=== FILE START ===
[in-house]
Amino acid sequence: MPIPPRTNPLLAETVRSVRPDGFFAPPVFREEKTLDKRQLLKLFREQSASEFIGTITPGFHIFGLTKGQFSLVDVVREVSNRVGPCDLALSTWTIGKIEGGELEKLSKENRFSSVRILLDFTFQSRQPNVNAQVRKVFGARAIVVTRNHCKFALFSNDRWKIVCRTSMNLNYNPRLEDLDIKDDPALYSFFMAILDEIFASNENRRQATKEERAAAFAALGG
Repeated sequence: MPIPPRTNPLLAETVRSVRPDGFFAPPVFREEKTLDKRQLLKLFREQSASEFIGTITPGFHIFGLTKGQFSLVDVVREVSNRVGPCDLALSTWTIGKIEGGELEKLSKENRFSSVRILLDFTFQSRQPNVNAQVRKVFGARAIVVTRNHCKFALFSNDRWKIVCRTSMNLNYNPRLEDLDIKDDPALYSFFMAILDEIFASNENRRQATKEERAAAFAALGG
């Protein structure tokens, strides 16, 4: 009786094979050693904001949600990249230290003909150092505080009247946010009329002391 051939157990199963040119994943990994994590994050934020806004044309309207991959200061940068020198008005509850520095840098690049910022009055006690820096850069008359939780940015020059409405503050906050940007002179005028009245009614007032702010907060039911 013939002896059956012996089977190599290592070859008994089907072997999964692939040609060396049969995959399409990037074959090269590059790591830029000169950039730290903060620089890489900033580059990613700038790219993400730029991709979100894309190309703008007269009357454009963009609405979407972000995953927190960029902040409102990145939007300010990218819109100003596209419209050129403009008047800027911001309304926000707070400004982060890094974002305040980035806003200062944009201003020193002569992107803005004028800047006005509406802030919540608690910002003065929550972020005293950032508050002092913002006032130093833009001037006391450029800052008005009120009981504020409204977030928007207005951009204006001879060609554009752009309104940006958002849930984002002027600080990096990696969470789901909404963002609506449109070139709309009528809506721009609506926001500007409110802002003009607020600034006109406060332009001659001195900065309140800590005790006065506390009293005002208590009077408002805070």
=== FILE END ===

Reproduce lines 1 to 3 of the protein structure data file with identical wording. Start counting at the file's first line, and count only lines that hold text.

[in-house]
Amino acid sequence: MPIPPRTNPLLAETVRSVRPDGFFAPPVFREEKTLDKRQLLKLFREQSASEFIGTITPGFHIFGLTKGQFSLVDVVREVSNRVGPCDLALSTWTIGKIEGGELEKLSKENRFSSVRILLDFTFQSRQPNVNAQVRKVFGARAIVVTRNHCKFALFSNDRWKIVCRTSMNLNYNPRLEDLDIKDDPALYSFFMAILDEIFASNENRRQATKEERAAAFAALGG
Repeated sequence: MPIPPRTNPLLAETVRSVRPDGFFAPPVFREEKTLDKRQLLKLFREQSASEFIGTITPGFHIFGLTKGQFSLVDVVREVSNRVGPCDLALSTWTIGKIEGGELEKLSKENRFSSVRILLDFTFQSRQPNVNAQVRKVFGARAIVVTRNHCKFALFSNDRWKIVCRTSMNLNYNPRLEDLDIKDDPALYSFFMAILDEIFASNENRRQATKEERAAAFAALGG